Cybersecurity of the Olympic Games
With the 2018 Winter Olympics set to begin in Pyeongchang, global media outlets have taken notice of the potential cybersecurity risks associated with this event. Several publications have cited CLTC’s research on the cybersecurity of the Olympic Games, which was detailed in a report released last October. Earlier this year, Betsy Cooper wrote an op-ed for USA Today that tied the report’s key findings to the Pyeongchang Games.
In a piece entitled “Winter Olympics’ Security on Alert, but Hackers Have a Head Start,” The New York Times’ Nicole Perlroth reported that “cybercriminals are likely to be targeting the Games,” and noted that “cybersecurity researchers said the Olympic Games — more digitized than ever — are ripe targets for hackers searching for embarrassing information on everyone from athletes to organizers or simply looking to cause trouble by manipulating scoring or lighting systems.” Cooper was paraphrased in the piece: “The worst-case scenario would be attacks in which hackers tried to shut off lights in a stadium during an event, or perhaps even tampered with electronic timing results.”
Meanwhile, in an article entitled “Pyeongchang braces for threats on its Winter Olympics,” The Toronto Star’s Rosie Dimanno also reported on the potential risks of cyberattacks disrupting competition. “Just imagine the havoc that could be created with a full-on corruption of the digital technology utilized in scoring and judging and time-posts down to the hundredths of a second,” Dimanno wrote. She described how Cooper and her fellow researchers were able to use a low-end digital camera and “zoom in on computer screens at three international sporting venues and read sensitive information. They were also able to capture passwords being entered into digital systems by officials.”
“This might be the last Olympics without AI judges”, written by David Gershgorn for Quartz, described the growing use of artificial intelligence into the Games, and pointed to a new system designed to assist with judging gymnastics at the 2020 Tokyo Games—technology that was described in the CLTC report. The Quartz piece referred to an article published last fall in The Guardian that quoted Betsy Cooper. “While it’s possible these measurements could take some bias out of the scoring process, experts warned…that increased reliance on technology could introduce new risks of digital tampering with algorithms. ‘If the algorithm were manipulated by even a small portion you could affect the overall outcome score and it would be very hard to detect,’.”
Cooper was also quoted in a piece on Cyber Scoop, “Anglo-Saxon Illuminati’ responsible for Olympic doping controversy, according to Fancy Bear,” which reported that a hacking group with suspected Russian links published allegedly leaked emails from the International Olympic Committee (IOC) and the World Anti-Doping Agency (WADA).
Other Recent Media Hits
CLTC Faculty Director Steven Weber was interviewed by TechTarget for a piece entitled, “Can a decentralized open source community properly address security?” As suggested by the title, the interview focused on the question of whether the open-source community stay on top of growing information security demands by relying on a collection of disparate, unpaid volunteers? SearchSecurity asked Weber about the state of open source software, how it compares to the commercial software market on security, and the role of software liability in that comparison. Read the piece here.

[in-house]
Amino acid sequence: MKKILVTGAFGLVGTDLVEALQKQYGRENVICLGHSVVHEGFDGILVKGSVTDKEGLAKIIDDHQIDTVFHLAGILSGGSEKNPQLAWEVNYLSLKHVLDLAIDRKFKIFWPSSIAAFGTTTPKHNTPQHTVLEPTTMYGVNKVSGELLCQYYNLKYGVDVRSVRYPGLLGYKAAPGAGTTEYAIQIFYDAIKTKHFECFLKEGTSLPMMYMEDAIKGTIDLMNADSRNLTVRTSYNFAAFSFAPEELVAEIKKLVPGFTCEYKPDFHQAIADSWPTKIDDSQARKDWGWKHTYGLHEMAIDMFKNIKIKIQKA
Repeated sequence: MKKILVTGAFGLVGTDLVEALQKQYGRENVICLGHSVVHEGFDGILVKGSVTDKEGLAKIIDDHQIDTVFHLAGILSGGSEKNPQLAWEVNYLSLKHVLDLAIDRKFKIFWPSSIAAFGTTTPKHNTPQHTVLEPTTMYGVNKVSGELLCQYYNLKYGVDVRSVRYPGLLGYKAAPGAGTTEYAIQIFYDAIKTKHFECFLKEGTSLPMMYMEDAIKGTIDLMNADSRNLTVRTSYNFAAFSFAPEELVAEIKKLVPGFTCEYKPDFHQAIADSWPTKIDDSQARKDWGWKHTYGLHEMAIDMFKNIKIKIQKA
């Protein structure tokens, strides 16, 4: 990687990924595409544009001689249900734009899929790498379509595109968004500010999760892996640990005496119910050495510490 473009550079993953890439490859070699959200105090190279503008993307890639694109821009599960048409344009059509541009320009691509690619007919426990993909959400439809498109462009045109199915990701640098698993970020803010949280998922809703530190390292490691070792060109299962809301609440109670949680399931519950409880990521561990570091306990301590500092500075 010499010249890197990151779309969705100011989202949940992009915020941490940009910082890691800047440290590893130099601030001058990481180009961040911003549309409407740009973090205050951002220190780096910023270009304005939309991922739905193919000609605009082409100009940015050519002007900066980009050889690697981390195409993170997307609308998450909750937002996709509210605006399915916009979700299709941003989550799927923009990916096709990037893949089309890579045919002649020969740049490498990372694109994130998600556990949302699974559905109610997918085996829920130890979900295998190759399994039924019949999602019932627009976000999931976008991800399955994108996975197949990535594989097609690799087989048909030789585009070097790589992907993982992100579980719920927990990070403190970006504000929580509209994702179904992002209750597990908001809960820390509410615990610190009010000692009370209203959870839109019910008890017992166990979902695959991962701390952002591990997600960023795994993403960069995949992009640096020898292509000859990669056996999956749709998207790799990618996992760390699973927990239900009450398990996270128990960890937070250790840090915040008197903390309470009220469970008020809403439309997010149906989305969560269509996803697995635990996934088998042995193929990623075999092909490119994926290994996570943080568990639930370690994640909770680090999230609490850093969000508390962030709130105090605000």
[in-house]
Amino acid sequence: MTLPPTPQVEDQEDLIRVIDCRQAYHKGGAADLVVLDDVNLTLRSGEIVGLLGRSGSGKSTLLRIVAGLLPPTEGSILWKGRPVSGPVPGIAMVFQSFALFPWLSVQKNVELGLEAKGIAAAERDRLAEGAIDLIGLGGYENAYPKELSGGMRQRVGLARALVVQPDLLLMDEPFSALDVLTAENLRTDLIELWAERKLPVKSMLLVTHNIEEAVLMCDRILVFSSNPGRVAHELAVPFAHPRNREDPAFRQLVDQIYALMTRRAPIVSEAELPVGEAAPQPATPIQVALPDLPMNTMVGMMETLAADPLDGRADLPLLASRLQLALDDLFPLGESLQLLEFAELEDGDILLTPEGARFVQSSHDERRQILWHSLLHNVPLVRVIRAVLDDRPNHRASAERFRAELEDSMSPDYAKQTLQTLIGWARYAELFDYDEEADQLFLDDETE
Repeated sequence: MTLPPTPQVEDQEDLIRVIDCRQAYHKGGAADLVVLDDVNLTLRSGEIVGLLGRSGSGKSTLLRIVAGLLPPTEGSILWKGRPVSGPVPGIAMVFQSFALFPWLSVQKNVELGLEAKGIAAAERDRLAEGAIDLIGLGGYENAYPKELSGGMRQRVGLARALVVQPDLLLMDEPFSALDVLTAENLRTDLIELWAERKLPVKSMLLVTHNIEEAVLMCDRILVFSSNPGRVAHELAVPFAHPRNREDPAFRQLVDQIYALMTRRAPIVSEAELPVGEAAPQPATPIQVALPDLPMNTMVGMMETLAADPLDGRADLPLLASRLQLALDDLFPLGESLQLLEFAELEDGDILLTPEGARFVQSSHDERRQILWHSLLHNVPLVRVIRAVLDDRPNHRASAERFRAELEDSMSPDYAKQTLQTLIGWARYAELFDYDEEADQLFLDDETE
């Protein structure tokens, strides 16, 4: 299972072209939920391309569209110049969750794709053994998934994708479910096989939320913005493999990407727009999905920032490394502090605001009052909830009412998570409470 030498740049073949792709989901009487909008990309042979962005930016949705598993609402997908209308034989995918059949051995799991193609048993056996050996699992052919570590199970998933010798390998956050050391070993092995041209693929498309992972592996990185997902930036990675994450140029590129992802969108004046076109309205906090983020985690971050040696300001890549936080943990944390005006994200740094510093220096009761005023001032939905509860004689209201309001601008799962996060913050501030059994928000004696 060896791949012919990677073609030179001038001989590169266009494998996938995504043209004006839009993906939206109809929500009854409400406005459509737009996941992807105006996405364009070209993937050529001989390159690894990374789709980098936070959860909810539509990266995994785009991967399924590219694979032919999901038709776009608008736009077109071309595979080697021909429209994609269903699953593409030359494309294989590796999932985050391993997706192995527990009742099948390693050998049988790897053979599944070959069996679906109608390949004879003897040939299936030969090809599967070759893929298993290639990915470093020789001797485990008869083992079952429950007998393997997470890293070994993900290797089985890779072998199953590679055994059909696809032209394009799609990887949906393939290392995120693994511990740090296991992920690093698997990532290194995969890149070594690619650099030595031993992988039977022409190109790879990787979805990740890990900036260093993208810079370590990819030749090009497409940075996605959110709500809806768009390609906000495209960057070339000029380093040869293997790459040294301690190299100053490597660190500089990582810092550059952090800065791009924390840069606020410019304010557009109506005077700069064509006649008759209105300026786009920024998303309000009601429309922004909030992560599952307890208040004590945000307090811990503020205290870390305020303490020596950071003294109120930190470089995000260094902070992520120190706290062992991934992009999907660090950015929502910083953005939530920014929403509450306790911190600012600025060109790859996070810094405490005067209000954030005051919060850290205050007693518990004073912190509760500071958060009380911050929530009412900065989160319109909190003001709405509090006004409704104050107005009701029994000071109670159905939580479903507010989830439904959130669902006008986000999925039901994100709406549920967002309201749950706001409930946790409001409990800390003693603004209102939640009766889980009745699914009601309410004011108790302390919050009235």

Weber was also interviewed by TechTarget about “emotional data,” which is “derived from biometric data and other methods that indicates when users are happy, sad, stressed and in other emotional states.” Weber explained how “knowing that granular level of joy and pain and personal experience about other people—in a way that they themselves don’t know—is really interesting. Think of all the wonderful things you could do for people in an effort to make them happier. It can be abused, too. You can do good things with it, and you can do bad things with it. That’s true with every piece of data that I’ve ever seen.” Read more here.
Betsy Cooper appeared on a podcast produced by The Internet Law & Policy Foundry, a website started by early-career policy and law professionals who are passionate about the Internet and technology. The interview took place following Cooper’s appearance on a panel at the State of the Net conference entitled “The Wizards’ Brew of Cybersecurity: Beyond Money and Mischief,” which focused on assessing how government, industry, and other parties can manage cybersecurity threats coming down the pipeline. Cooper shared her perspectives on some of the key technological and policy questions related to supporting security. “There was a lot of convergence between the panelists,” Cooper said. “Everybody is worried that the Internet as it stands does not have security baked in and that we’re heading in the wrong direction… Even if we keep things the way they are, where should be going to try to set standards or create a more level playing field on the Internet so the good guys have an advantage over the bad guys?” Watch the full interview here.